NEW YORK (AdAge.com) -- You've seen him in those commercials for BP. An unassuming man wearing an orange polo and wire-frame glasses approaches the camera as he walks along a generic dock and says, "I'm Darryl Willis. I oversee BP's claims process on the Gulf Coast. BP has got to make things right, and that's why we're here."
The Everyman conceit is unmistakable, especially as he ends the spot saying, "I was born and raised in Louisiana. I volunteered for this assignment, because this is my home."
Who is Darryl Willis? He is, in fact, VP-resources for BP, and he is based in Houston. But he did volunteer to manage the claims process for the embattled oil concern, and he did grow up in New Orleans, and despite taking a few hits from CNN's Wolf Blitzer on Tuesday, some say he is a far more effective spokesman for the oil company than CEO Tony Hayward, who was chided recently for attending a boat race off the southern coast of England as he watched from his $270,000, 50-foot yacht "Bob."
Mr. Willis has been setting up and overseeing BP's claims offices in the affected Gulf Coast states -- a juxtaposition that some commentors on black-focused blogs said has undertones of racial perfidy. Nonetheless, Mr. Willis, a married father of two children, has become the most visible face of BP. Ad Age spoke to Mr. Willis via phone as he was en route from Florida to New Orleans.
Ad Age: How is the cleanup going?
Darryl Willis: It's going well. But as you can imagine the cleanup is complex. We have oil over such a large area of the Gulf of Mexico, and the tarballs come in to shore, but they go out and then they come back in again, and that makes it complicated.
Ad Age: The $20 billion fund that BP has set aside will be put into escrow and controlled by an independent commission headed by Kenneth Feinberg. How will that affect payment?
Mr. Willis: I don't know if it's been physically been put into escrow yet. Mr. Feinberg said it's being handled. But we're going to continue paying people. People who have been impacted by this will face a seamless transition. The checks will be signed through [Mr. Feinberg's] organization. Right now, it's BP signing the checks.
Ad Age: How many checks have you cut and how much have you paid?
Mr. Willis: We've cut about 39,000 checks, and paid out $126 million. We paid our first claim on the fourth of May.
Ad Age: In the TV ad, you say you volunteered for this job. How did that happen?
Mr. Willis: Back in late April, I got a call, it was a Tuesday, I'll never forget it. They wanted to see if I was able to go over to the site and help with the response. I started looking at some of the initial data, who was affected. I was calling the claims line myself to make sure I was getting someone on the phone. Everyone was focused on the cleaning up the spill, but no one was actually monitoring the claims process. I guess what solidified it for me was when the company got a call from Washington, and they wanted to hear about the claims process. They sent me.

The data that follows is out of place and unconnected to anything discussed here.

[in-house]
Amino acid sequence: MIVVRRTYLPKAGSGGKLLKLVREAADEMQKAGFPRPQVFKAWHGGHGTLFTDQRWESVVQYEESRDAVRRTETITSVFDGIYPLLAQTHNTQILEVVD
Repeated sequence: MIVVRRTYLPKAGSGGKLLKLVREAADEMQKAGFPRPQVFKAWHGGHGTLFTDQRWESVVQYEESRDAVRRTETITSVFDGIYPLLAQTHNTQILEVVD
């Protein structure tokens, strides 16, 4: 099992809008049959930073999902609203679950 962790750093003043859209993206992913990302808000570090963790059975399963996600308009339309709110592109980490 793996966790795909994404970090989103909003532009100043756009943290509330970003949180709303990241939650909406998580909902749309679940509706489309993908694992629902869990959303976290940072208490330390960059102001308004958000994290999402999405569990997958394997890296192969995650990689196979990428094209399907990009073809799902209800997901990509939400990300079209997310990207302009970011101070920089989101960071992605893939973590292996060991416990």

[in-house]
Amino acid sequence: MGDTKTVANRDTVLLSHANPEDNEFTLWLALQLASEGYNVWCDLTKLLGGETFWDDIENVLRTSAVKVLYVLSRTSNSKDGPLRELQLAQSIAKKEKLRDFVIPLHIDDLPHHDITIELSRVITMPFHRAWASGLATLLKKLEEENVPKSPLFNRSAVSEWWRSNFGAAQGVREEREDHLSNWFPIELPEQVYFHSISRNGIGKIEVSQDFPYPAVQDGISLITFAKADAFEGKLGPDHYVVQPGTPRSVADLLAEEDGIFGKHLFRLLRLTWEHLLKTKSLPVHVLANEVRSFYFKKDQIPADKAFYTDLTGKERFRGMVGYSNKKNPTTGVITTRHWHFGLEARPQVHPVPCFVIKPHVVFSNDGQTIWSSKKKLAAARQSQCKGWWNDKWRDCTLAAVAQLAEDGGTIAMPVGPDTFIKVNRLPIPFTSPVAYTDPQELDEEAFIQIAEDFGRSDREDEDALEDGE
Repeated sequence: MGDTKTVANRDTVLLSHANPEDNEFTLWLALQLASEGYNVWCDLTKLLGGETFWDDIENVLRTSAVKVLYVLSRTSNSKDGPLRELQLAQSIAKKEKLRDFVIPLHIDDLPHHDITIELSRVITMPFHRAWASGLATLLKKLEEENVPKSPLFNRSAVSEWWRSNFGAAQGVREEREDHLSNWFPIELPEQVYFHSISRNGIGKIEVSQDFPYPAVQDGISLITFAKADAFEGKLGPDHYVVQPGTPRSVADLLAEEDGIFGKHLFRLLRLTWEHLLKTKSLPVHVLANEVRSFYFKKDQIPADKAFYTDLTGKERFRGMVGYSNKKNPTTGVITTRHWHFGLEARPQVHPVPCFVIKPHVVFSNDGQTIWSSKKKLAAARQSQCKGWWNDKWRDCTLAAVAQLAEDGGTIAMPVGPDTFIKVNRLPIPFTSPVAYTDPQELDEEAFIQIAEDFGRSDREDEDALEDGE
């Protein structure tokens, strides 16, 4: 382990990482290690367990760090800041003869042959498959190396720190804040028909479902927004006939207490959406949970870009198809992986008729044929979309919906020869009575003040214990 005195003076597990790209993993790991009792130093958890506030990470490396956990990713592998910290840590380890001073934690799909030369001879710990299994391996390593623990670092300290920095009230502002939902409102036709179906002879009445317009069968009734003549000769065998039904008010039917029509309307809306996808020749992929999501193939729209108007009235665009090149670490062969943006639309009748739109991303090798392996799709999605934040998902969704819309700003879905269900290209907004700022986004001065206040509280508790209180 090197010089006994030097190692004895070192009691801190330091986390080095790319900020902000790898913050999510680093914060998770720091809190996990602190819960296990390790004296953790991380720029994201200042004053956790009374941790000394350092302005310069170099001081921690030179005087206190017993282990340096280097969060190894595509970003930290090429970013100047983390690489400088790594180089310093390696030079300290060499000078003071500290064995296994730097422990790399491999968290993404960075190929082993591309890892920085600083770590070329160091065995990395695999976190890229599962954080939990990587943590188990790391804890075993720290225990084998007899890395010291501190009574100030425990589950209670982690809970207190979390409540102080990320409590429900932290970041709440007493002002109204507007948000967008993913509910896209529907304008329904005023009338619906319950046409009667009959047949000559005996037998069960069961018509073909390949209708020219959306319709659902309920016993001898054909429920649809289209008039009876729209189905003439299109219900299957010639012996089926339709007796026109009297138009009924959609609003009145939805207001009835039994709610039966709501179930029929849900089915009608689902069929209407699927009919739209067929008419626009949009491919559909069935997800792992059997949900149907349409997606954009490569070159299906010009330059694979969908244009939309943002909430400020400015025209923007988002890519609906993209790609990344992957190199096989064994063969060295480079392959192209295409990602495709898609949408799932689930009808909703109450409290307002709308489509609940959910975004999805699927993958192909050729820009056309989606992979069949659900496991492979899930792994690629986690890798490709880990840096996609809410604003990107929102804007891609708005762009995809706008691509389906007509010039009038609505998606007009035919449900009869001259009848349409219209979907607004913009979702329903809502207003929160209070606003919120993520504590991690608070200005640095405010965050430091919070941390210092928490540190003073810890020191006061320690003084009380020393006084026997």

Ad Age: They also made a commercial starring you.
Mr. Willis: I had no idea about the commercial. I envisioned myself being in the back office punching numbers. I didn't see myself in a commercial. That was a new step. When I got the call asking if I would help out and do the spot, I thought it would be a typical BP commercial, say something about the claims process.
Ad Age: Are you the new face of BP?
Mr. Willis: I'm happy to be the face of BP, in respect to this response. But I'm more honored to be part of the Gulf Coast -- it's a privilege to have the role that I have.
Ad Age: Some say your being front and center is just a clever PR move on the part of BP. What do you say?
Mr. Willis: I would say that I'm doing this because I love my job and the community I grew up in. I've spent lots of time across the Gulf Coast. I care about how people are treated through this process. I'm not doing it to be part of any PR stunt.
Ad Age: You're from New Orleans. Do you still have family there?
Mr. Willis: Yes. I have lots of cousins. Both my parents passed away, and my brother. But I have a big extended family in New Orleans and Louisiana.
Ad Age: What do they think about this disaster?
Mr. Willis: A few folks in my family work in oil and gas, lots of people in my family also fish, so they are sort of devastated by what's happened. At the same time, they said to me, "We're glad you're on this, but get it cleaned up. We have your phone number. We'll call you!" And they're not joking.
Ad Age: What did you think of Tony Hayward attending the boat race last week?
Mr. Willis: Tony's been in this response from the very beginning, he's been working his heart out. My understanding was he was at home spending some time with his son. That's all I know about it.
Ad Age: Do you have kids?
Mr. Willis: Yes. I'm married, and I have two kids back in Houston. In the past two months, I've been back there for a total of five days. I miss them a lot, but I talk to them almost every day. They always ask, "How much longer are you going to be out there?" My answer is, "I don't know."